1-Listen Review: Pa Salieu’s new EP, ‘Afrikan Rebel’
Featuring Tay Iwar, Obongjayar & Zlatan
Featuring Tay Iwar, Obongjayar & Zlatan
Pa Salieu has always shown himself to be a rebel with a cause. The UK—by way of Gambia—rapper crashed through the doors in early 2020 with “Frontline,” a supercharged and hybridised slice of street rap where his infectious brand of heady aggression grabbed and shook listeners on first listen. Released about three months after shotgun pellets were picked out of his head, the aftermath of a horrendous drive-by shooting, the urgency of his threats were aptly carried through in the manic but clear-eyed delivery of his patois-inflected cadence.
In subsequent months, as his star rose, Pa only doubled down by releasing a handful of attention-retaining singles, but it’s his debut album that truly captured the full scope of his artistic powers and potentials. With descriptive lyricism as a potent tool, ‘Send Them to Coventry’ is a blunt and consistently heaving release from an artist yet to be far removed from the dangerous life he’s led, so much so that the adrenaline is tangible. Weaving threads from a range of genres including Road Rap, Dancehall, UK Drill, Afropop, and subtle influences from Gambian Folk music, the genre-mashing soundscape matches the rapper’s malleable and subtly inventive delivery forms, lending a dynamic edge to his method.
At its most invigorating, ‘Send Them to Coventry’ is driven by Pa’s readiness to take full pride in his identity as a black man—a first-generation immigrant at that. In the last few months, Pa has only dug deeper into his roots, sharing a series of episodes from a mini-doc series titled ‘Afrikan Rebel Diaries’, which surveys his artistic drive and continued growth, with an apparent emphasis on family and his Senegambia ancestry. Today he’s now released a new 3-song pack, ‘Afrikan Rebel’, and his motives seem bare already. That doesn’t make the prospect of the drop any less intriguing, nevertheless, there are more statements to be made and more artistic tricks to pull.
In our usual 1-listen review fashion, all reactions are in real time while the music plays. No pauses, rewinds, fast-forwards or skips.
“Shining” (feat. Tay Iwar & Zlatan)
The Afropop shakers are so recognisable. Tay’s voice exudes the warmth of a fireplace, there’s a strain to his voice here that makes the song feel tense rather than buttery smooth, which is where he usually operates. Pa raps with a searing interest, like he’s trying to brand every word into your skull. “I’m a real life hustler/heart strong and I get mulla” caught my ear, it’s the type of descriptive bar I’d expect from him. That was a strong opening verse. Zlatan! Energy and ad-libs. Hehh, this verse isn’t hitting, and that Godzilla line should’ve been thrown away. Okay, we’re getting some introspective brags, I like it a bit. Who would’ve thought Pa, Zlatan and Tay would share space on a song, and it sounds really good overall. P2J put that expected dose of crack on this one, should go off in the clubs if it’s pushed. Pa is doing a serviceable Afropop act impression. Good song.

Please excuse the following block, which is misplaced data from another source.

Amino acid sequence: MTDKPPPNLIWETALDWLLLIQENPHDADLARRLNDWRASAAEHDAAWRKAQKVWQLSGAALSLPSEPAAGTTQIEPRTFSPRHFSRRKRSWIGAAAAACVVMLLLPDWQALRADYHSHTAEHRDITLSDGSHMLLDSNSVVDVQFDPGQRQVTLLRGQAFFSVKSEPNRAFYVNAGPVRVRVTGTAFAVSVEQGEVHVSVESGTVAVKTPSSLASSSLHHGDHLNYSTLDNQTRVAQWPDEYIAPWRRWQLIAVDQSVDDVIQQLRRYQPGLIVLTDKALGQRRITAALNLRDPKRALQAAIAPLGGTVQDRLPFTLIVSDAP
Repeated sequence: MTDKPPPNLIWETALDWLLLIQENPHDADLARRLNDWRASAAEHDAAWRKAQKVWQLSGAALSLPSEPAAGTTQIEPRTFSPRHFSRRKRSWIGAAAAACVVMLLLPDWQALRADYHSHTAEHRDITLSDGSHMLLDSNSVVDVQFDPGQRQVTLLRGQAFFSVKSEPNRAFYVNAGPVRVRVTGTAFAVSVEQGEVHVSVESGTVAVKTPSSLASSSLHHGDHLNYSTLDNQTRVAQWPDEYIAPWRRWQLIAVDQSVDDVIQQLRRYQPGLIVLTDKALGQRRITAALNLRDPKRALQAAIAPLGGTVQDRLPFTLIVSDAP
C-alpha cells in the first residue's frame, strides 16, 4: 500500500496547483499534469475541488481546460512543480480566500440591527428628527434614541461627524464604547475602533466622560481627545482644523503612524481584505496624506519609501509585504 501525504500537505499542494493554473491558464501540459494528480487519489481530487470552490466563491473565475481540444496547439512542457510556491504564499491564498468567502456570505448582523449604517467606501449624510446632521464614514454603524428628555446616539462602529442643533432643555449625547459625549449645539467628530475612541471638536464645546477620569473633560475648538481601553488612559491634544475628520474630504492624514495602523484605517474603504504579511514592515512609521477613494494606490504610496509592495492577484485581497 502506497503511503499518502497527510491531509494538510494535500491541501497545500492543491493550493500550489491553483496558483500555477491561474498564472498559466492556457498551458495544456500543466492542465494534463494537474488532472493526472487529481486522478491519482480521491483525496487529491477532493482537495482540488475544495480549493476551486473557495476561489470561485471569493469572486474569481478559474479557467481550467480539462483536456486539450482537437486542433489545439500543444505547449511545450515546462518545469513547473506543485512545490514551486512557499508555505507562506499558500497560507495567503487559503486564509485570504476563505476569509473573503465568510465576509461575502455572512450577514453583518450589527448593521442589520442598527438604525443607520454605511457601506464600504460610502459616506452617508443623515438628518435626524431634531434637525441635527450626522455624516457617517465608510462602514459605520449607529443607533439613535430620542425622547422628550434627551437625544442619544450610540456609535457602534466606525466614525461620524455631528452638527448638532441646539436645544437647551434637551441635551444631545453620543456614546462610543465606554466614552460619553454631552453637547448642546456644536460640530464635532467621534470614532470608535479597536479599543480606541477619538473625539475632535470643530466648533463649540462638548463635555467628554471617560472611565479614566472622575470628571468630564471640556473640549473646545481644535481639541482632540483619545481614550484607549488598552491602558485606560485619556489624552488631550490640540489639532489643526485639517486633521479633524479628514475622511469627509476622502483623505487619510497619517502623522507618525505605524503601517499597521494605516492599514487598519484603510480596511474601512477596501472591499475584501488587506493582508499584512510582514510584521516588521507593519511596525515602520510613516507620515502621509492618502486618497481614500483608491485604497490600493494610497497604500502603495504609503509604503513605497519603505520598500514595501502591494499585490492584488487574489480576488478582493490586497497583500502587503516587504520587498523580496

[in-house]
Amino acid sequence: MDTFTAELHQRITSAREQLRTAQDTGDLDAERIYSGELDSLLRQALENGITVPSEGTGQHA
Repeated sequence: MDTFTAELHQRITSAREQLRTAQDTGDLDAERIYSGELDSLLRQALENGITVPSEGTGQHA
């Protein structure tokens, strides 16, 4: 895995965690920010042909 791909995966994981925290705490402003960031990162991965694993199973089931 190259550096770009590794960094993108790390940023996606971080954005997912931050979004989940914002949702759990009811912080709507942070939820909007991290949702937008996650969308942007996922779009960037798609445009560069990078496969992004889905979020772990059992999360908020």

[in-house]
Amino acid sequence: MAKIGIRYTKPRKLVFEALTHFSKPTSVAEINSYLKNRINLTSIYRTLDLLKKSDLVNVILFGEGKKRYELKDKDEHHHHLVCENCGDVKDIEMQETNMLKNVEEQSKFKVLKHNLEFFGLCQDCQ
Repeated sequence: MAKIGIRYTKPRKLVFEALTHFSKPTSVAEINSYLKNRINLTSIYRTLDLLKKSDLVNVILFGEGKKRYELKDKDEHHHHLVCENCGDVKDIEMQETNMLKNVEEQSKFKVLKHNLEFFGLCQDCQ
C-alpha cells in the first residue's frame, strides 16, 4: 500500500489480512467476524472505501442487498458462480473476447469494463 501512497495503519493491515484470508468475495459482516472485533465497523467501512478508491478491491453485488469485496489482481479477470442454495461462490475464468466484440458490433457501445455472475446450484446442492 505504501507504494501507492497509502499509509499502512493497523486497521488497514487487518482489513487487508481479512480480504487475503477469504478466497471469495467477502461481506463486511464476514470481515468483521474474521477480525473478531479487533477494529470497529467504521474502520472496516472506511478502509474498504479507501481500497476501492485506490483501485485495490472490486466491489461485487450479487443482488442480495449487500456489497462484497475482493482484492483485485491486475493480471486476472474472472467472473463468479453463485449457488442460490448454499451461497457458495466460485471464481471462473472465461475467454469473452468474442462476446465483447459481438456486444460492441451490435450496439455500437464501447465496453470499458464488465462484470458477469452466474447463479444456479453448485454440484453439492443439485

“Style & Fashion” (feat. Obongjayar)
Are those log drums? Yeah, they’re hitting. ‘Piano to the world, even this has a Gqom inflection to it. Pa is having a lot of sex, I think. This bounce is actually ridiculous! This feels like a club-dominating banger already. That brief patois flow switch was fire. This song already has like 17 moving parts and Pa’s voice is like half of them. Obongjayar came into 2021 to loosen up his voice, he sounds playful and so full of vigour. “Baby, just off your pant” is a line I never thought this man would sing until a few weeks ago. There’s something that sounds like a glockenspiel here, fucking love it. Two songs in and it seems Pa just wanted to experiment with whatever sound he felt connected with his urban African core, and it sounds damn good. Slapper! Keeper! Oh, we not done! This groove is delicious. Swimmy keys, love it.
That “African Gambino” ad-lib made me chuckle. This bass wants to cave my chest in through my ears, which is partly my fault because my headphones are so loud but I don’t want it any other way. This is the most animated and militant I’ve heard Pa since “My Family.” Haha, heartbreaks build character. This is a raver’s attempt, Pa’s voice will be gone if he performs this consistently on tour. “I’m calling you a pussy, basically/you can’t be my opp if you have no machine.” Fam! That’s hard! People are going to be thrashing and banging heads to this at shows. If this beat was any more dysfunctional, I can hear either Playboi Carti or JPEGMAFIA hopping on it. The tribal drums are cliché but they work, high-energy stuff. Why does an outro song have me so hype?
Pa Salieu’s ‘Afrikan Rebel’ is a viscerally thrilling, 10-minute run of thumpers. Similar to a significant portion of his debut, Pa raps over imposing beats, except this time they are groovier, denser and more experimental. Each song is different in composition, giving the project a freewheeling energy that’s perfect for a project where Pa is having fun and relishing the spoils of his blossoming career. There’s very little space for contemplation, just quips of triumph, joy, excess and the usual formidable doses of threats.
There’s slightly more colour to Pa’s lyricism—effects of fame perhaps—but he can still be as blunt as ever, proof that he’s evolving without abandoning what brought him widespread attention in the first place. As a vocalist, he’s as compelling and inventive as ever, a rapper with a guttural voice who operates on the fly to exhilarating results. ‘Afrikan Rebel’ boldly expands the bounds of Pa Salieu’s skillset and musical concerns, a profound impact for a relatively low-stakes release.
Listen to ‘Afrikan Rebel’ here.
@dennisadepeter is a staff writer at the NATIVE.